How can you say you own a house if you essentially need permission from foreign shareholders before you can decide what colour to paint your kitchen?
That’s a wild oversimplification of a critical flaw that critics say exists with the Comprehensive Economic and Trade Agreement (CETA) between Canada and Europe. (The part of CETA that’s probably best known in this province is the multimillion-dollar fund that the Dunderdale government agreed to in exchange for dropping requirements that fish caught off this province be processed here before shipment.)
The concern in other places is that the agreement would force signatory countries to protect the rights of foreign investors.
Here’s how the Wall Street Journal describes problems with what’s known as the investor state dispute settlement process: “ISDS would allow foreign investors from either side to challenge potentially unfair treatment by their investment’s host government. Crucially, these challenges would take place in special tribunals that lie, to varying extents, outside the country’s own legal system.”
In practice, the concern is that investors from a foreign country inside the trade agreement could take action if they have an investment in a country trying to bring in new environmental standards, simply because more stringent standards might reduce the potential value of their investment.
In other words, the rights of investors would trump a country’s ability to make its own laws, and would be heard outside a country’s legal system.
That’s created a big hiccup in Germany, which is hinting it will not go ahead with CETA if the ISDS rules are adopted, and has suspended talks with the United States, in part because of a similar issue in that negotiation.
All 28 EU nations have to agree in order for CETA to go ahead.
There are already some cases creating concern, especially for the Germans.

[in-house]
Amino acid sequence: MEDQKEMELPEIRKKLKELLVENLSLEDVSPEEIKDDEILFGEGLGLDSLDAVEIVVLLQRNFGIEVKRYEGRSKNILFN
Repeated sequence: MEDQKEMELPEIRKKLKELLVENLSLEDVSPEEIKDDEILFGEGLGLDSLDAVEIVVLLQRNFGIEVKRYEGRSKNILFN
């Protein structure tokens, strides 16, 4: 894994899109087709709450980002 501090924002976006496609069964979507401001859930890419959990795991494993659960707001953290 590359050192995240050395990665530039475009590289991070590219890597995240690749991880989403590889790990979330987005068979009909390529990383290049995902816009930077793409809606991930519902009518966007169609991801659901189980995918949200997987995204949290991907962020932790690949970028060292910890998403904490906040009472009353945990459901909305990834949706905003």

The German government is being sued by a Swedish power company over Germany’s decision to phase out nuclear power, a case that could cost the Germans billions.
And why shouldn’t a government, representing its citizens, not be allowed to ban the export of its waters, the damming of potentially profitable rivers or damaging mining practices?
Closer to home, a similar suit, using North American Free Trade Agreement rules, has an American company, Lone Pine Resources, suing the federal government for $250 million as a result of stricter fracking regulations.
And, in another NAFTA-related case that people in this province will certainly remember, the federal government forked over $130 million for the expropriation of AbitibiBowater assets by the government of Newfoundland and Labrador.
It is a legitimate concern: governments are supposed to make decisions based on the needs and desires of their citizens. The rights of Canadian voters are supposed to come first, rather than the protection of foreign investors to earn the best possible profits from Canadian resources.
In other words, if you don’t like the colour of our kitchen, you don’t have to come in the house. But don’t think you have a right to order up the colours from afar.